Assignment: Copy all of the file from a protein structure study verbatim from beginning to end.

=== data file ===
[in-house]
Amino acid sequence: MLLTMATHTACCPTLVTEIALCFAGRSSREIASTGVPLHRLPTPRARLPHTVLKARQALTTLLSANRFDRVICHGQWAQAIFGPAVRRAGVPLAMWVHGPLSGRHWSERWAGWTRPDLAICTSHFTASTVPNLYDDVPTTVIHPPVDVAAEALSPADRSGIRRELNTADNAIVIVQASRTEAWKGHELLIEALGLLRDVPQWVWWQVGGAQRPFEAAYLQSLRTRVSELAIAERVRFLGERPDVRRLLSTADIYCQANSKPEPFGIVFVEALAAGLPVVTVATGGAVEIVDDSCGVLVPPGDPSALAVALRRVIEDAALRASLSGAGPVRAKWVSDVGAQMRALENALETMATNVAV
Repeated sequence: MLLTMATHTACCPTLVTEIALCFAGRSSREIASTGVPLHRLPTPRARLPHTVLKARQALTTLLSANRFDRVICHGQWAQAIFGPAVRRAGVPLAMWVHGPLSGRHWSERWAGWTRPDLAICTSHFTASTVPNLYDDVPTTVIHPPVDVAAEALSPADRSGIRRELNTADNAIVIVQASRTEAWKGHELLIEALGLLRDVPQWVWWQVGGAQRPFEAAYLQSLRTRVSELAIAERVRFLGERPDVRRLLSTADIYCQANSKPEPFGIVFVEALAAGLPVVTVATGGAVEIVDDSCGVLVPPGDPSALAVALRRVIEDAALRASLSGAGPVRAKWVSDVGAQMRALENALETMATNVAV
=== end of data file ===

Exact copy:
[in-house]
Amino acid sequence: MLLTMATHTACCPTLVTEIALCFAGRSSREIASTGVPLHRLPTPRARLPHTVLKARQALTTLLSANRFDRVICHGQWAQAIFGPAVRRAGVPLAMWVHGPLSGRHWSERWAGWTRPDLAICTSHFTASTVPNLYDDVPTTVIHPPVDVAAEALSPADRSGIRRELNTADNAIVIVQASRTEAWKGHELLIEALGLLRDVPQWVWWQVGGAQRPFEAAYLQSLRTRVSELAIAERVRFLGERPDVRRLLSTADIYCQANSKPEPFGIVFVEALAAGLPVVTVATGGAVEIVDDSCGVLVPPGDPSALAVALRRVIEDAALRASLSGAGPVRAKWVSDVGAQMRALENALETMATNVAV
Repeated sequence: MLLTMATHTACCPTLVTEIALCFAGRSSREIASTGVPLHRLPTPRARLPHTVLKARQALTTLLSANRFDRVICHGQWAQAIFGPAVRRAGVPLAMWVHGPLSGRHWSERWAGWTRPDLAICTSHFTASTVPNLYDDVPTTVIHPPVDVAAEALSPADRSGIRRELNTADNAIVIVQASRTEAWKGHELLIEALGLLRDVPQWVWWQVGGAQRPFEAAYLQSLRTRVSELAIAERVRFLGERPDVRRLLSTADIYCQANSKPEPFGIVFVEALAAGLPVVTVATGGAVEIVDDSCGVLVPPGDPSALAVALRRVIEDAALRASLSGAGPVRAKWVSDVGAQMRALENALETMATNVAV